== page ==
PHL Some Observations about Whorf's "Relation"
dichotomy of ' form ' and ' substance,' our notions of 'time,' 'space,' and 'matter,' .. In my study of the Hopi language, bore a relation to Hopi culture, and the. The Hopi time controversy is the academic debate about how the Hopi language .. Immanuel Kant considered the categories of time and space to be universals underlying all .. "The relation of habitual thought and behavior to language". In my study of the Hopi language, what I now see as an opportunity to The right answer is: Newtonian space, time, and matter are value of.
They were impressed with his work on the linguistics of the Nahuatl language and encouraged him to participate professionally and to undertake field research in Mexico. In Edward Sapirthe foremost expert on Native American languages, started teaching at Yaleclose to where Whorf lived, and Whorf signed up for graduate-level classes with Sapir, becoming one of his most respected students.
At this time it was common for linguists to base their descriptions of a language on data from a single speaker. Whorf credited Naquayouma as the source of most of his information on the Hopi language, although in he took a short field trip to the village of Mishongnovi on the Second Mesacollecting some additional data.
After his death his full sketch of Hopi grammar was published by his friend the linguist Harry Hoijerand some essays on Native American linguistics, many of which had been previously published in academic journals, were published in in the anthology Language, Thought, and Reality by his friend psychologist John Bissell Carroll.
Here he writes that I find it gratuitous to assume that a Hopi who knows only the Hopi language and the cultural ideas of his own society has the same notions, often supposed to be intuitions, of time and space as we have, and that are generally assumed to be universal.
In particular he has no notion or intuition of time as a smooth flowing continuum in which everything in the universe proceeds at an equal rate, out of a future into a present and into a past After a long and careful analysis the Hopi language is seen to contain no words, grammatical forms, construction or expressions that refer directly to what we call 'time', or to past, present or future Whorf argues that all Hopi nouns include the notion of a boundary or outline, and that consequently the Hopi language does not refer to abstract concepts with nouns.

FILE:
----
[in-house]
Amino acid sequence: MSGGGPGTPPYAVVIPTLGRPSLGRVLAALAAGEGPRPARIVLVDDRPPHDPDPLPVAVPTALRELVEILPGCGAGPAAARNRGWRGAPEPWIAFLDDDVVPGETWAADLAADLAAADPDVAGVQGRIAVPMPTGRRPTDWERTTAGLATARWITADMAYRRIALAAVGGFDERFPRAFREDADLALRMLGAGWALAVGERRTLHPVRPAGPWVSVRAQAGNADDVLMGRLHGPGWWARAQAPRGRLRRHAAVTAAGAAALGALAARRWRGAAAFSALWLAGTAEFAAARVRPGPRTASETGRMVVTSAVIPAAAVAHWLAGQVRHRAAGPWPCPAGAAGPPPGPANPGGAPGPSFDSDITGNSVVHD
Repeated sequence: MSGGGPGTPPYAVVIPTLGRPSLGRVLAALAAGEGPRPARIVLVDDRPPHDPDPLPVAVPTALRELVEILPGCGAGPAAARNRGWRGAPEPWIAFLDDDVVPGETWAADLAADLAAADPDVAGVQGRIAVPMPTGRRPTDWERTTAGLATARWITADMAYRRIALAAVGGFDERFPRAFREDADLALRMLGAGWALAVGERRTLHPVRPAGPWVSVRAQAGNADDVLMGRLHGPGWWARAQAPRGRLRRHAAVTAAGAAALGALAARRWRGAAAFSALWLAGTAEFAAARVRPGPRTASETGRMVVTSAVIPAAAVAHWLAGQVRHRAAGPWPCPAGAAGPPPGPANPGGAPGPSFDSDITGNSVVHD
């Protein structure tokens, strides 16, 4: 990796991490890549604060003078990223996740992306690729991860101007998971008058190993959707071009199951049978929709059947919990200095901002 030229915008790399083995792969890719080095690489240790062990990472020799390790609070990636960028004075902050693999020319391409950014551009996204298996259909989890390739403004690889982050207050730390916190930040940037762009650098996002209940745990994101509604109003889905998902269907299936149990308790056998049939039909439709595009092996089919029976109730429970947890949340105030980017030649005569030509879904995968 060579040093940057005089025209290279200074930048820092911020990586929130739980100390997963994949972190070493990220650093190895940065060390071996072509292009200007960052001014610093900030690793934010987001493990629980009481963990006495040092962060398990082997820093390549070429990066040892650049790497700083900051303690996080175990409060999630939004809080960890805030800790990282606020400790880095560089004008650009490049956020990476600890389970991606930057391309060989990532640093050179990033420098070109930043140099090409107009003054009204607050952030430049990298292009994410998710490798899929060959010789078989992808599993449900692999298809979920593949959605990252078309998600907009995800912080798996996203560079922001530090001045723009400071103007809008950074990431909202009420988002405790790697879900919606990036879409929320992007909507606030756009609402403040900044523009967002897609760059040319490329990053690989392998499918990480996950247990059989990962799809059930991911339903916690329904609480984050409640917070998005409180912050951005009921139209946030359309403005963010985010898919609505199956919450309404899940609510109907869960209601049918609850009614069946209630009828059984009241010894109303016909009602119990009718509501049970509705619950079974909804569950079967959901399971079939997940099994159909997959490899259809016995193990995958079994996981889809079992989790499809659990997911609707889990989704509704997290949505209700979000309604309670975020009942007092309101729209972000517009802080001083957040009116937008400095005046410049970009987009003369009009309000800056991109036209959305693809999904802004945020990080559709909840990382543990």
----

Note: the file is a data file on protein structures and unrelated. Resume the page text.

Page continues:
This, Whorf argues, is encoded in Hopi grammar, which does not allow durations of time to be counted in the same way objects are. So instead of saying, for example, "three days", Hopi would say the equivalent of "on the third day", using ordinal numbers. Whorf argues that the Hopi do not consider the process of time passing to produce another new day, but merely as bringing back the daylight aspect of the world.
His first published writing on Hopi grammar was the paper "The punctual and segmentative aspects of verbs in Hopi", published in in Languagethe journal of the Linguistic Society of America.
This analysis was repeated in a letter to J. Carroll, who later published it as part of his selected writings under the title "Discussion of Hopi Linguistics". Whorf described assertions as a system of categories that describe the speaker's claim of epistemic validity of his own statement. Whorf acknowledges that these "translate more or less [as] the English tenses", but maintains that these forms do not refer to time or duration, but rather to the speaker's claim of the validity of the statement.
In Whorf's analysis, by using the reportive form the speaker claims that the event has in fact occurred or is still occurring, whereas by using the expective form the speaker describes an expectation of a future event.
Hopi time controversy